Dg-otx is expressed broadly as continuous band in the ventroanterior region of the brain as well as in one pair of lateral domains in the posterior region of the brain. It is therefore overlapping with Dg-six3/6 in female D. gyrociliatus in both the anterior and the posterior part of the brain (Figs. 2g–i, 8a–c). This is in contrast to the expression detected in P. dumerilii trochophore larvae (Fig. 8e), where otx demarcates the ventral expression range of six3/6 posterior to the cells expressing the PRD class gene otp, tracing the prototroch [21, 23, 34]. It is only partly in concordance with the pattern of the transcription factor otx in C. teleta, which develops domains anterolateral and posteromedian in the brain, but also in the foregut, posterior region of the midgut, hindgut and the medioventral ectoderm . The expression domains of the PRD class gene otx are thus little conserved among the anterior neural regions in the annelid species analyzed so far. Further studies have to ascertain whether the exclusiveness of six3/6 and otx as observed in the apical organ and the posterior region of the brain in P. dumerilii trochophore larvae [21, 34] or the broad expression in the brain and digestive system as detected in C. teleta  are also present in the meiofaunal annelid during earlier developmental stages. The differences among the three annelids thereby might be the result of temporal variability of this gene’s activation rather than an expression in different domains.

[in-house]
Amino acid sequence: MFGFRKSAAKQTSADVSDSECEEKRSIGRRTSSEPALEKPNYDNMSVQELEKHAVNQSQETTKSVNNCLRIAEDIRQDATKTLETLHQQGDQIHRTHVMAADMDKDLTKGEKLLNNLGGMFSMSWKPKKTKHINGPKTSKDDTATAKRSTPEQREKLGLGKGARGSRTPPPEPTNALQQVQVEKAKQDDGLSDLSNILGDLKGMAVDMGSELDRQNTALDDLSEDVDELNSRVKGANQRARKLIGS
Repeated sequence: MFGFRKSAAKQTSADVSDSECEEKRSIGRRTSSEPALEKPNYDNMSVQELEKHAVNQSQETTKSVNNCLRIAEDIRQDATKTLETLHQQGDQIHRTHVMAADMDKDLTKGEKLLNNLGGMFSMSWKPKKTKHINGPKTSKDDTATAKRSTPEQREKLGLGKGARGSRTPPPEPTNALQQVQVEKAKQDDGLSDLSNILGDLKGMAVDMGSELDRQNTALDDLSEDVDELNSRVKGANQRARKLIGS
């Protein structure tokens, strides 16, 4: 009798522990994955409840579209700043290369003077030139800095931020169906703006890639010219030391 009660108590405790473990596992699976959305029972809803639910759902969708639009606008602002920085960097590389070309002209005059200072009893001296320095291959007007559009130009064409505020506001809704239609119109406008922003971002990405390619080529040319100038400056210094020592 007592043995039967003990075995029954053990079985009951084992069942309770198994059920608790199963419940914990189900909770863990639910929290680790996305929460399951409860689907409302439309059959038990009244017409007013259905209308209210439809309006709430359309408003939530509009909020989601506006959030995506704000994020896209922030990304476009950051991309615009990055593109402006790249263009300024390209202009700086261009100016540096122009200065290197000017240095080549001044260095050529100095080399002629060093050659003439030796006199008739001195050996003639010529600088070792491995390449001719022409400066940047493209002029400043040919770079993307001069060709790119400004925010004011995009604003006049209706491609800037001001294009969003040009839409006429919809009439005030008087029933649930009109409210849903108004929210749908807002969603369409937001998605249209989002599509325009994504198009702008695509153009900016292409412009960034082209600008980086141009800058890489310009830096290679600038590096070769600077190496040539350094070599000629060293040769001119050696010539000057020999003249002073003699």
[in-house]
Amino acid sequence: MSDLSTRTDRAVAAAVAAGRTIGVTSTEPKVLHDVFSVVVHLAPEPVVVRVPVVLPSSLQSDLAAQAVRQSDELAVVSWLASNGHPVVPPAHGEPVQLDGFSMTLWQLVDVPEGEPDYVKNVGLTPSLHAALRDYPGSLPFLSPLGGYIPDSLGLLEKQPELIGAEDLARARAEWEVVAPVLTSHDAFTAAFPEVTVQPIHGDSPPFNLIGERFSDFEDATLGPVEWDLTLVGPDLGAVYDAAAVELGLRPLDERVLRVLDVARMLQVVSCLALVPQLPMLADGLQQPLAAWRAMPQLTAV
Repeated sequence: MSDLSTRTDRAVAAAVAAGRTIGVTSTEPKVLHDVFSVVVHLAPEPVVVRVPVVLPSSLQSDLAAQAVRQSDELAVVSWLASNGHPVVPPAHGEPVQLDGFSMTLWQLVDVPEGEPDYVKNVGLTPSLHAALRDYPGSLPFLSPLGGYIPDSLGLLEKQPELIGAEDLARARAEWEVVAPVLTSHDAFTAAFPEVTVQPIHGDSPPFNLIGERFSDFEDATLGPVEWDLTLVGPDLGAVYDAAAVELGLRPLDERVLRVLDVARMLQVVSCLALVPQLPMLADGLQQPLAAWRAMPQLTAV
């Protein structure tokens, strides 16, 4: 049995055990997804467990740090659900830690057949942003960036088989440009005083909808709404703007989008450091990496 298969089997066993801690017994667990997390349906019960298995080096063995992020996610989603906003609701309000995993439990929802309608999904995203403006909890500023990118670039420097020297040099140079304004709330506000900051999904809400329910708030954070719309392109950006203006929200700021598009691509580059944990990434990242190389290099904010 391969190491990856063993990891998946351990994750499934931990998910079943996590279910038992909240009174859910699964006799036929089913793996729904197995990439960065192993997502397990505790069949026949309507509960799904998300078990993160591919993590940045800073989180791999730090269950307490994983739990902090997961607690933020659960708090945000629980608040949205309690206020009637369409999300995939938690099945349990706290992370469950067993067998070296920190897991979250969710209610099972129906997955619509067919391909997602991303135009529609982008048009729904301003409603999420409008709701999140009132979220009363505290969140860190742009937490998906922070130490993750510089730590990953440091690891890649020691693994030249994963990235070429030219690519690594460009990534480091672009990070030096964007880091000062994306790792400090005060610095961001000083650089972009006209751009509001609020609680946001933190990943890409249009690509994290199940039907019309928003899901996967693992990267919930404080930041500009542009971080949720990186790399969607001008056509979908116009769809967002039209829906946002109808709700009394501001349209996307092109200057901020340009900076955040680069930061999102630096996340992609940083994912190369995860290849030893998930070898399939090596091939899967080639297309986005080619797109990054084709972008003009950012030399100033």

Dg-pax6 is expressed in extended patches in the regions of the eyes dorsal to the neuropil in the brain of D. gyrociliatus (Figs. 2m–o, 8a–c). This matches the transcription factor’s proposed role in eye development across Bilateria [40, 76], based on its bilateral brain domains, being the most common location of photoreceptors [9, 35]. The lateral patterns found in the median coronal plane of the brain of D. gyrociliatus might also indicate that it is involved in specifying the mediolateral axis of the central nervous system as it has been suggested for the bilaterian ancestor .
Dg-foxg is expressed in domains in the anterior and the posterior region of the brain, which resembles the pattern detected with Dg-otp and Dg-otx (Figs. 2g–l, 3a–c, 8a–c). The anterior domain is constituted by an interconnected series of spots, while there is a pair of dorsolateral demarcated domains in the posterior part of the brain (Figs. 3a–c, 8a–c). This seems to be contradicting the finding in the trochophore larvae of P. dumerilii, where this gene is related to the developing cerebral ganglia and especially the mushroom bodies , and thereby labels more central neural structures (Fig. 8e). The different patterns in the annelids studied so far might either be related to the developmental stage the animals are in (trochophore larvae in P. dumerilii vs. adults in D. gyrociliatus) or to the different organization of the nervous system (compartmentalized in P. dumerilii vs. compact and seemingly unstructured in D. gyrociliatus). Further information in C. teleta (adult and developmental stages), which has an unstructured brain, but indirect development, will aid the reconstruction of a general annelid pattern.